He Touched His Dictionary and Died.

Nora-Ide McAuliffe describes for the Irish Times “how ‘Lane’s English-Irish Dictionary’ was born”; it’s quite a story:

It was in Paris in the 1880s that he began work on his dictionary. Dictionaries had been produced in the 18th and 19th centuries, but O’Neill Lane found them to be lacking. His aim was to produce something that would better inform students of Irish. By the time he finally finished, in 1904, he had spent more than £2,500 – more than €325,000 today – to complete it.

O’Neill Lane spent five years travelling around Ireland. He made the most of his time and wrote a series of travel books while visiting Gaeltacht areas, where he collected words and phrases from locals. Words thought to be obsolete in Munster he found alive and well in other parts of the country, so he documented regional variations of Irish words and phrases. …

As soon as his 581-page work was published, however, O’Neill Lane expressed dissatisfaction with it. He had at this stage given up his journalism career and partly blamed his Paris commitments for shortcomings in the first edition.

“When he realised that the first one was inadequate he started work straight away on the second,” says O’Maolcatha. “He had included in his first edition an appeal for corrections and omissions, with a prize of £25 for the person who provided him with the best information.” …

Although he received many subscriptions for the second edition, producing it left O’Neill Lane virtually penniless. The day before he passed away a copy of the dictionary arrived by train at his local station in Limerick. He laid his hands on it on his deathbed and died on May 8th, 1915.

You’ve got to love anything that includes sentences like “O’Neill Lane asked that corrections be sent to Tournafulla, a parish a few kilometres from Templeglantine…” Thanks, Trevor!


  1. “Tournafulla” might sound very exotic, but it simply means, “field of blood”.

  2. Call me a sheltered Modern, but if anything I find “field of blood” even more exotic than “Tournafulla”.

  3. For those unable to Google, scriobh.ie links to both the 1904 and 1917 editions on the Internet Archive.

  4. Matthew 27:8

  5. So what you’re saying is that Judas was buried in Ireland.

  6. What a great way for a writer to die.

  7. Terrific. I’m always impressed when I encounter a dictionary created by an individual, rather than a committee. The personal story is an extra treat.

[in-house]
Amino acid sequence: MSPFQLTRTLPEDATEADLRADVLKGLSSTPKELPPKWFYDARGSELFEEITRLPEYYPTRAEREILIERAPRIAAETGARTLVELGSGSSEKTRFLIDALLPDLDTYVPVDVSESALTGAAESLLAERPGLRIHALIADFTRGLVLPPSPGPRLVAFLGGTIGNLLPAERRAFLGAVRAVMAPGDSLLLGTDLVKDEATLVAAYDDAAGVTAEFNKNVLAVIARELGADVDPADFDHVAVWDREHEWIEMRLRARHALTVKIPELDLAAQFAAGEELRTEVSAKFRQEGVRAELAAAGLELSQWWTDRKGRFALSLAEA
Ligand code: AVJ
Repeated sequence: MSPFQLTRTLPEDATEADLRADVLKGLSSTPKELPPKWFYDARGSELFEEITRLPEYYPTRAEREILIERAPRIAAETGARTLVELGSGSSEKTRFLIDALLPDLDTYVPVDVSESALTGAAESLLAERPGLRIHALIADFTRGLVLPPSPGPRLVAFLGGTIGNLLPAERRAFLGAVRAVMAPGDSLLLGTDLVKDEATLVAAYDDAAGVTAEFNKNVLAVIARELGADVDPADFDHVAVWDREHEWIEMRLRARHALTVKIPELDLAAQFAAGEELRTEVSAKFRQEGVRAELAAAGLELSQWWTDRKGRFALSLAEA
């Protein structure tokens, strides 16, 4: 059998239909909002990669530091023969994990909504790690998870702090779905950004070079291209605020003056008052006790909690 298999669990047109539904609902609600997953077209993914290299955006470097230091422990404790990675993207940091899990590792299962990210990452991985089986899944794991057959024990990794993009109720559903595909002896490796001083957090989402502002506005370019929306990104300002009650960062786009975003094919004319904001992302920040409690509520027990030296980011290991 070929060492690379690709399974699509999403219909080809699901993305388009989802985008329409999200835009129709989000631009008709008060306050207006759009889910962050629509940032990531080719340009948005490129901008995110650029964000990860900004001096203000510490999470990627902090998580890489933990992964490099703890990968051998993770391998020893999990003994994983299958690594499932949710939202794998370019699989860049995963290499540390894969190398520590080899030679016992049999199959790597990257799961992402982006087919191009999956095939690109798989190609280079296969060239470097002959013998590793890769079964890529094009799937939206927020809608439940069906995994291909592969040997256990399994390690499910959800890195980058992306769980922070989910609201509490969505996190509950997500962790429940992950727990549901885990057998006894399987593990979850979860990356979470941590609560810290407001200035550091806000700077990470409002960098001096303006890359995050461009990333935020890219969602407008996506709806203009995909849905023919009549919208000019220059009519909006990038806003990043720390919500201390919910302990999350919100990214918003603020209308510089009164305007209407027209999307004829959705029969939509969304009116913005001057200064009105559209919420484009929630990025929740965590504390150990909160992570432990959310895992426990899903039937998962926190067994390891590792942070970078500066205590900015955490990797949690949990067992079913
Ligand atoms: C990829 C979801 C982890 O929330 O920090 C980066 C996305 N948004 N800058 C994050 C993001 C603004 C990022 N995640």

8. I agree, which is one reason (besides the fact that it’s very good) I treasure the dictionary I wrote about here.

  9. A one-person dictionary must necessarily be restricted in its vocabulary. No one person could live long enough to do the work of Trench, Coleridge, Furnivall, Murray, Bradley, Craigie, Onions, Burchfield, Weiner, Simpson, and Proffitt (and perhaps a few more before all is done).

  10. Every dictionary must necessarily be restricted in its vocabulary.

  11. A one-person dictionary must necessarily be restricted in its vocabulary.

    That’s not the point. I’m sure Murray et al leaned heavily on Johnson. Ditto the hugely influential Webster, by many accounts a crank. Klein and Brown-Driver-Briggs are indebted to Gesenius. Pokorny probably looked to Skeat and Kluge. I don’t know to what degree Duden was dependent on his forebears, but surely he ranks with Webster. Harkavy and Ben-Yehuda, as far as I know, worked essentially from scratch. There must be others, like O’Neill Lane, who are nearly anonymous.

    Over the years I’ve put together about half a dozen style guides for periodicals. None exceeded some ten pages and content was almost always limited to specialty terms (with reference to major works, such as the Associated Press Stylebook). I stand in awe before the multiple decades of work and extreme dedication of these lexicographers.

  12. Harkavy and Ben-Yehuda, as far as I know, worked essentially from scratch.

    As did Dahl.

  13. John Emerson says

    What is the real word for “badger suet”?

  14. marie-lucie says

    Shelley: What a great way for a writer to die.

    My feeling exactly.

  15. It’s certainly a stylish way to die, but for a writer, it’s a rather tragic way to die too, seeing as he did get the chance to bask in his hard-earned glory.

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